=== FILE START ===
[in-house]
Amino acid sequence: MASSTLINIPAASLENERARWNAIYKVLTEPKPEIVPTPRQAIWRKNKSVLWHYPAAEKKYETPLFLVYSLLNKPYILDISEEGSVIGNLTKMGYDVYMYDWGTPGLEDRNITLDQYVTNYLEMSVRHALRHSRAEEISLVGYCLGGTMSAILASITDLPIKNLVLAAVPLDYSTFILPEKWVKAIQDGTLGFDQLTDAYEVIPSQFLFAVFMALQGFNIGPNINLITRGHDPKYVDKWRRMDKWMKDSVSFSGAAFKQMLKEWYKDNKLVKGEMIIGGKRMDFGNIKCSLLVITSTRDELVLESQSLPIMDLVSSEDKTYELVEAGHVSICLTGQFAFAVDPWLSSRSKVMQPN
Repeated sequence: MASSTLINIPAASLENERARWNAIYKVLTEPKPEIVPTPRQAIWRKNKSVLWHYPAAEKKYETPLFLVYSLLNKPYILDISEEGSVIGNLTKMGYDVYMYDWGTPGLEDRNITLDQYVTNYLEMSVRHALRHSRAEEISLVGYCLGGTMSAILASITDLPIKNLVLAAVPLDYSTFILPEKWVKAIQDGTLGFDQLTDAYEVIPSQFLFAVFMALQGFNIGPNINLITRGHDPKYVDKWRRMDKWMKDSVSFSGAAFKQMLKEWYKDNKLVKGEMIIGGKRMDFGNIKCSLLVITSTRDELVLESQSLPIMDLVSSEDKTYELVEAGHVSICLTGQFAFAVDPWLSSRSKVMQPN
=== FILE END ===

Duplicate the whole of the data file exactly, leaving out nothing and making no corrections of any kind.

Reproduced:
[in-house]
Amino acid sequence: MASSTLINIPAASLENERARWNAIYKVLTEPKPEIVPTPRQAIWRKNKSVLWHYPAAEKKYETPLFLVYSLLNKPYILDISEEGSVIGNLTKMGYDVYMYDWGTPGLEDRNITLDQYVTNYLEMSVRHALRHSRAEEISLVGYCLGGTMSAILASITDLPIKNLVLAAVPLDYSTFILPEKWVKAIQDGTLGFDQLTDAYEVIPSQFLFAVFMALQGFNIGPNINLITRGHDPKYVDKWRRMDKWMKDSVSFSGAAFKQMLKEWYKDNKLVKGEMIIGGKRMDFGNIKCSLLVITSTRDELVLESQSLPIMDLVSSEDKTYELVEAGHVSICLTGQFAFAVDPWLSSRSKVMQPN
Repeated sequence: MASSTLINIPAASLENERARWNAIYKVLTEPKPEIVPTPRQAIWRKNKSVLWHYPAAEKKYETPLFLVYSLLNKPYILDISEEGSVIGNLTKMGYDVYMYDWGTPGLEDRNITLDQYVTNYLEMSVRHALRHSRAEEISLVGYCLGGTMSAILASITDLPIKNLVLAAVPLDYSTFILPEKWVKAIQDGTLGFDQLTDAYEVIPSQFLFAVFMALQGFNIGPNINLITRGHDPKYVDKWRRMDKWMKDSVSFSGAAFKQMLKEWYKDNKLVKGEMIIGGKRMDFGNIKCSLLVITSTRDELVLESQSLPIMDLVSSEDKTYELVEAGHVSICLTGQFAFAVDPWLSSRSKVMQPN